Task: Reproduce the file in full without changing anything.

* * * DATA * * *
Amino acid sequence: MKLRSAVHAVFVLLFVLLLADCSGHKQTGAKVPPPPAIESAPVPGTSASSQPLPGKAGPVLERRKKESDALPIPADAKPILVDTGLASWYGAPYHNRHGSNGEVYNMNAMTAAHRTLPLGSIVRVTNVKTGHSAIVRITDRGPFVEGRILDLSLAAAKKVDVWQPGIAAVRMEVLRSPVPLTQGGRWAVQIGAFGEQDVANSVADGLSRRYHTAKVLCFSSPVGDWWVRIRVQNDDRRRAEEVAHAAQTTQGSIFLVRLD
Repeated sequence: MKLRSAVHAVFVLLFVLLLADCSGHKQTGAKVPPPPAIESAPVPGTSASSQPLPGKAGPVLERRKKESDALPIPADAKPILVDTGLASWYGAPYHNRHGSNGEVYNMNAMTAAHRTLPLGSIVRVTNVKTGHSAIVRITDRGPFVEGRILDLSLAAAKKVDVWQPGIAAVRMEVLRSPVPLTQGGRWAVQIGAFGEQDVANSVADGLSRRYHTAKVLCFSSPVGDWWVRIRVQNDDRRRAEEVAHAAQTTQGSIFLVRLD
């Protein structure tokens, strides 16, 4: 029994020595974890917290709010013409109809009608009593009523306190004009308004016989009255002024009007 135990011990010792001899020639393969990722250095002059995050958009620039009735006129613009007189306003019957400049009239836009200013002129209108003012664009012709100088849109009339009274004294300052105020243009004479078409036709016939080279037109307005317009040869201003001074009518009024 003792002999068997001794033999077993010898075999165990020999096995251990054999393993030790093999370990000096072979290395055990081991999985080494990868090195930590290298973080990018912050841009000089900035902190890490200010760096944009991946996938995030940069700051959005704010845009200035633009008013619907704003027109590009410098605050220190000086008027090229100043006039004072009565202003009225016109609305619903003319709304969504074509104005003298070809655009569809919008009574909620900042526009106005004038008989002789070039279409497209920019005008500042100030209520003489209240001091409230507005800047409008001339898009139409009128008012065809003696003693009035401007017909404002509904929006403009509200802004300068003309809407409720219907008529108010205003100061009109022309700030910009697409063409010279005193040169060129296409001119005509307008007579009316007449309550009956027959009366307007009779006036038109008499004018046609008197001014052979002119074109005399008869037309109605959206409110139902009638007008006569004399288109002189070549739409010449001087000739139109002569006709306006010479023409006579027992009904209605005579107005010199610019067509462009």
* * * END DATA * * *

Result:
Amino acid sequence: MKLRSAVHAVFVLLFVLLLADCSGHKQTGAKVPPPPAIESAPVPGTSASSQPLPGKAGPVLERRKKESDALPIPADAKPILVDTGLASWYGAPYHNRHGSNGEVYNMNAMTAAHRTLPLGSIVRVTNVKTGHSAIVRITDRGPFVEGRILDLSLAAAKKVDVWQPGIAAVRMEVLRSPVPLTQGGRWAVQIGAFGEQDVANSVADGLSRRYHTAKVLCFSSPVGDWWVRIRVQNDDRRRAEEVAHAAQTTQGSIFLVRLD
Repeated sequence: MKLRSAVHAVFVLLFVLLLADCSGHKQTGAKVPPPPAIESAPVPGTSASSQPLPGKAGPVLERRKKESDALPIPADAKPILVDTGLASWYGAPYHNRHGSNGEVYNMNAMTAAHRTLPLGSIVRVTNVKTGHSAIVRITDRGPFVEGRILDLSLAAAKKVDVWQPGIAAVRMEVLRSPVPLTQGGRWAVQIGAFGEQDVANSVADGLSRRYHTAKVLCFSSPVGDWWVRIRVQNDDRRRAEEVAHAAQTTQGSIFLVRLD
């Protein structure tokens, strides 16, 4: 029994020595974890917290709010013409109809009608009593009523306190004009308004016989009255002024009007 135990011990010792001899020639393969990722250095002059995050958009620039009735006129613009007189306003019957400049009239836009200013002129209108003012664009012709100088849109009339009274004294300052105020243009004479078409036709016939080279037109307005317009040869201003001074009518009024 003792002999068997001794033999077993010898075999165990020999096995251990054999393993030790093999370990000096072979290395055990081991999985080494990868090195930590290298973080990018912050841009000089900035902190890490200010760096944009991946996938995030940069700051959005704010845009200035633009008013619907704003027109590009410098605050220190000086008027090229100043006039004072009565202003009225016109609305619903003319709304969504074509104005003298070809655009569809919008009574909620900042526009106005004038008989002789070039279409497209920019005008500042100030209520003489209240001091409230507005800047409008001339898009139409009128008012065809003696003693009035401007017909404002509904929006403009509200802004300068003309809407409720219907008529108010205003100061009109022309700030910009697409063409010279005193040169060129296409001119005509307008007579009316007449309550009956027959009366307007009779006036038109008499004018046609008197001014052979002119074109005399008869037309109605959206409110139902009638007008006569004399288109002189070549739409010449001087000739139109002569006709306006010479023409006579027992009904209605005579107005010199610019067509462009």